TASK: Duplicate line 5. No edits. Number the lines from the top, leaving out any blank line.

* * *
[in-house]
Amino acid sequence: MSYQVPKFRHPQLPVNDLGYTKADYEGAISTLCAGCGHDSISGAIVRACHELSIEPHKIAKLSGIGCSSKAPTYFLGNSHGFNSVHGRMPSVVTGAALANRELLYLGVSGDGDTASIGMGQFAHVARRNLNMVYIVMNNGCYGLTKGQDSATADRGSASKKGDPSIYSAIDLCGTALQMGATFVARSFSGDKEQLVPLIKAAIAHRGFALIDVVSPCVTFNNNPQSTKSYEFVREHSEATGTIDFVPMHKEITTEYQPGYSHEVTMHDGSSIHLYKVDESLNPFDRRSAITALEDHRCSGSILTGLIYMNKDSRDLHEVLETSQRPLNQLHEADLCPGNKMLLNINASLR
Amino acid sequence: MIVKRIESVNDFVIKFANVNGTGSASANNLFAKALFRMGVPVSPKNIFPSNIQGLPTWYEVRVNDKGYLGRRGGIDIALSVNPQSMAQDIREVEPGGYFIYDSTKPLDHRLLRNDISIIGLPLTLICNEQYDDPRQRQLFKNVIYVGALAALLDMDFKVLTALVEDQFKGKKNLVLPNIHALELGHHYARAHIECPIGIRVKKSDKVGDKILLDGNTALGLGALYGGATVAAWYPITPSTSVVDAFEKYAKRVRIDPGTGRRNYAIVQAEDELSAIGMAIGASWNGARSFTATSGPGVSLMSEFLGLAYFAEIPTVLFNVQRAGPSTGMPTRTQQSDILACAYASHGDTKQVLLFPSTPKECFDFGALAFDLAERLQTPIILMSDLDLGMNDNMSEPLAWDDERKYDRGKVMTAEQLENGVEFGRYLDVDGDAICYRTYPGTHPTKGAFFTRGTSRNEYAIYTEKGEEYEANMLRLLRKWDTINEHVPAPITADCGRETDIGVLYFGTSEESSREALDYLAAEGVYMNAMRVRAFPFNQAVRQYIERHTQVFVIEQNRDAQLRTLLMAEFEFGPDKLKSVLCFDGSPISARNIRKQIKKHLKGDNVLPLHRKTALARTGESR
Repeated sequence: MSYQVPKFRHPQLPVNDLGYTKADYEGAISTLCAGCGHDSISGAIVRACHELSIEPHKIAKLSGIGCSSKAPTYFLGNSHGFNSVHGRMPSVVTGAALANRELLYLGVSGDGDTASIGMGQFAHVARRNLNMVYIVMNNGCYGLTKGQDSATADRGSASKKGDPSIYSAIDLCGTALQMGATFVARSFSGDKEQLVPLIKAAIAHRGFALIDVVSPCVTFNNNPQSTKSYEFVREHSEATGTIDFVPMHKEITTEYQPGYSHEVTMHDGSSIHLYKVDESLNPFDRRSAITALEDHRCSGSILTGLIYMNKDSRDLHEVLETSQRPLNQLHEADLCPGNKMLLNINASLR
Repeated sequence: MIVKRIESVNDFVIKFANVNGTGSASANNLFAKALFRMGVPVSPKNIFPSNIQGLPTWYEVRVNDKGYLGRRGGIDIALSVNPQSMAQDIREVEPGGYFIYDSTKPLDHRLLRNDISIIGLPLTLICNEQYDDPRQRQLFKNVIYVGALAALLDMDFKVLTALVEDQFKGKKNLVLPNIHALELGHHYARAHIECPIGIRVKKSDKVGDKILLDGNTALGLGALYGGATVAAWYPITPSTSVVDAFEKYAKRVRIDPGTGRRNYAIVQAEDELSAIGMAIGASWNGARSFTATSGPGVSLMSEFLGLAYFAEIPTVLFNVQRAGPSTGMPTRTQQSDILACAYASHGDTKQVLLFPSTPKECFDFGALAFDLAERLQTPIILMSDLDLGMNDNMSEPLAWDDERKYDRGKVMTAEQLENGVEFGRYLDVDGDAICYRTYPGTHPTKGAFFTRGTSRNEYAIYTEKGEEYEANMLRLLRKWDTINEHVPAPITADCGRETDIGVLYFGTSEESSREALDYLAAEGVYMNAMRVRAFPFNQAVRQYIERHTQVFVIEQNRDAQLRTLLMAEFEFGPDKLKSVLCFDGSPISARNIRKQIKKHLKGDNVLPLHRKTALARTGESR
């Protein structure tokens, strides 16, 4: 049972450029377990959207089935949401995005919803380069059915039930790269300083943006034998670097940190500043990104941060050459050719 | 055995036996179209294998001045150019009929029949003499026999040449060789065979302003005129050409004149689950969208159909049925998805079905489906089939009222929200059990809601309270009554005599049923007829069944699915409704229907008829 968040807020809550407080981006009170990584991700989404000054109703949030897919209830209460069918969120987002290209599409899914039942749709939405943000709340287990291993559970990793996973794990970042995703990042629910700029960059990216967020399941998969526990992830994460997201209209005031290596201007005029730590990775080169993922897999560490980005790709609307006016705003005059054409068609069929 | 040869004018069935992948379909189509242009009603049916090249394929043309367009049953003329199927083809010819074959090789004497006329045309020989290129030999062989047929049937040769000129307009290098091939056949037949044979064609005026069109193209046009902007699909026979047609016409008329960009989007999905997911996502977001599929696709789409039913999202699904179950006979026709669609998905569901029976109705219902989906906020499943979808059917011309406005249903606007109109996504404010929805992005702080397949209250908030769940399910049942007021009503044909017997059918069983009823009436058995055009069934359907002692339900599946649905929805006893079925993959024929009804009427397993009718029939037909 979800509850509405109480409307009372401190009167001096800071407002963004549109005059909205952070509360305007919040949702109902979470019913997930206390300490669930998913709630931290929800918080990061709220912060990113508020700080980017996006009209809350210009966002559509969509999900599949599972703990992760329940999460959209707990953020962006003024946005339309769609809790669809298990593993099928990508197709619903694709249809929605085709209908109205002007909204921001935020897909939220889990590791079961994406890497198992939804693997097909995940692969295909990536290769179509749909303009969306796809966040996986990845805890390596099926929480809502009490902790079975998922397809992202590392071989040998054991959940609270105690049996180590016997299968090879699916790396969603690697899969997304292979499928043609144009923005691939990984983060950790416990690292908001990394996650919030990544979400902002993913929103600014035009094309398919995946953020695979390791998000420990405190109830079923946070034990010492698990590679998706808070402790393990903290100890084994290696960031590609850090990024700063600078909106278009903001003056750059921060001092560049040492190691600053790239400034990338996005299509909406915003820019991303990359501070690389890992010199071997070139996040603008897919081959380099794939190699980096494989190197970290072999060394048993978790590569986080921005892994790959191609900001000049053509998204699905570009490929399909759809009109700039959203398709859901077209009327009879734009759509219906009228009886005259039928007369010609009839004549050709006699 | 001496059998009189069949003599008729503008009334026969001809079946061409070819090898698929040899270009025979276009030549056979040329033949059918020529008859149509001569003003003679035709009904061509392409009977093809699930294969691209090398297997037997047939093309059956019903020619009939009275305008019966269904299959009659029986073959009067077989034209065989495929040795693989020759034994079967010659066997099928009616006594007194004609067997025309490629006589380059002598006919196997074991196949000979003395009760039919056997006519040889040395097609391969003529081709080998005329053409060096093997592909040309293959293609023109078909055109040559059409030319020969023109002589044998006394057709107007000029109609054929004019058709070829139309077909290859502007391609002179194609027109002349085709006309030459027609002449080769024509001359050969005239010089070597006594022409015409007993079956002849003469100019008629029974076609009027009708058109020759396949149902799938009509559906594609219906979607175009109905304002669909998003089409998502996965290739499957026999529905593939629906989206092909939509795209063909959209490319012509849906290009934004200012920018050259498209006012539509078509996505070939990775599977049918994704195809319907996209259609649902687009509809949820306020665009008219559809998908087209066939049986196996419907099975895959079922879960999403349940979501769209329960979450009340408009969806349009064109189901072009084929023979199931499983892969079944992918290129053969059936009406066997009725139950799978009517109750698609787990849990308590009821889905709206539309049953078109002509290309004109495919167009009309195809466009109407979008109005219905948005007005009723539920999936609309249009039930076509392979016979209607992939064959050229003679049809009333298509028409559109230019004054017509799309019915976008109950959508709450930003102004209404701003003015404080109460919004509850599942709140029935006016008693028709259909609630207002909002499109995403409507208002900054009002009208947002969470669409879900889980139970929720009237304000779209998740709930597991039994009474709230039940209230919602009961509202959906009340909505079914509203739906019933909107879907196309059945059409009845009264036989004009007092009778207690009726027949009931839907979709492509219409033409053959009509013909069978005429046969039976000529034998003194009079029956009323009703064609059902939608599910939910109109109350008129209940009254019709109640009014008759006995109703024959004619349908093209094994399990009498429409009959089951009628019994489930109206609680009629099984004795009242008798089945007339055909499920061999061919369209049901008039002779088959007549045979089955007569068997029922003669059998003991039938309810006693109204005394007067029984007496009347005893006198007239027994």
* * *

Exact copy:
Repeated sequence: MIVKRIESVNDFVIKFANVNGTGSASANNLFAKALFRMGVPVSPKNIFPSNIQGLPTWYEVRVNDKGYLGRRGGIDIALSVNPQSMAQDIREVEPGGYFIYDSTKPLDHRLLRNDISIIGLPLTLICNEQYDDPRQRQLFKNVIYVGALAALLDMDFKVLTALVEDQFKGKKNLVLPNIHALELGHHYARAHIECPIGIRVKKSDKVGDKILLDGNTALGLGALYGGATVAAWYPITPSTSVVDAFEKYAKRVRIDPGTGRRNYAIVQAEDELSAIGMAIGASWNGARSFTATSGPGVSLMSEFLGLAYFAEIPTVLFNVQRAGPSTGMPTRTQQSDILACAYASHGDTKQVLLFPSTPKECFDFGALAFDLAERLQTPIILMSDLDLGMNDNMSEPLAWDDERKYDRGKVMTAEQLENGVEFGRYLDVDGDAICYRTYPGTHPTKGAFFTRGTSRNEYAIYTEKGEEYEANMLRLLRKWDTINEHVPAPITADCGRETDIGVLYFGTSEESSREALDYLAAEGVYMNAMRVRAFPFNQAVRQYIERHTQVFVIEQNRDAQLRTLLMAEFEFGPDKLKSVLCFDGSPISARNIRKQIKKHLKGDNVLPLHRKTALARTGESR